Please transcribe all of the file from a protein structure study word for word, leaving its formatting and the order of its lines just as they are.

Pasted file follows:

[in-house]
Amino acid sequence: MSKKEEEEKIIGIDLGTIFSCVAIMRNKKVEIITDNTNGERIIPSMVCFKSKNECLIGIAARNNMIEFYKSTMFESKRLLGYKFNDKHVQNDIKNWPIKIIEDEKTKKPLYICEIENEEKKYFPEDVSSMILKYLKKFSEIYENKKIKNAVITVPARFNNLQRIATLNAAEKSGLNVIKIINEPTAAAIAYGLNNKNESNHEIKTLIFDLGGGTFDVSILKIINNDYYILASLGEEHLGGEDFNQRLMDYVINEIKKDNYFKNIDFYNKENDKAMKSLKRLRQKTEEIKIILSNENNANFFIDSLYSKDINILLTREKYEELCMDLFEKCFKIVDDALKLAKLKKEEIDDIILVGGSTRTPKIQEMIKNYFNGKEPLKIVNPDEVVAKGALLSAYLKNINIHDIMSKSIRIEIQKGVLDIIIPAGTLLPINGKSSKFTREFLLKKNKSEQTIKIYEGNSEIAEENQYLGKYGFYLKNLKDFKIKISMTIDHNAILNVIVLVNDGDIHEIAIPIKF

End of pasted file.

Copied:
[in-house]
Amino acid sequence: MSKKEEEEKIIGIDLGTIFSCVAIMRNKKVEIITDNTNGERIIPSMVCFKSKNECLIGIAARNNMIEFYKSTMFESKRLLGYKFNDKHVQNDIKNWPIKIIEDEKTKKPLYICEIENEEKKYFPEDVSSMILKYLKKFSEIYENKKIKNAVITVPARFNNLQRIATLNAAEKSGLNVIKIINEPTAAAIAYGLNNKNESNHEIKTLIFDLGGGTFDVSILKIINNDYYILASLGEEHLGGEDFNQRLMDYVINEIKKDNYFKNIDFYNKENDKAMKSLKRLRQKTEEIKIILSNENNANFFIDSLYSKDINILLTREKYEELCMDLFEKCFKIVDDALKLAKLKKEEIDDIILVGGSTRTPKIQEMIKNYFNGKEPLKIVNPDEVVAKGALLSAYLKNINIHDIMSKSIRIEIQKGVLDIIIPAGTLLPINGKSSKFTREFLLKKNKSEQTIKIYEGNSEIAEENQYLGKYGFYLKNLKDFKIKISMTIDHNAILNVIVLVNDGDIHEIAIPIKF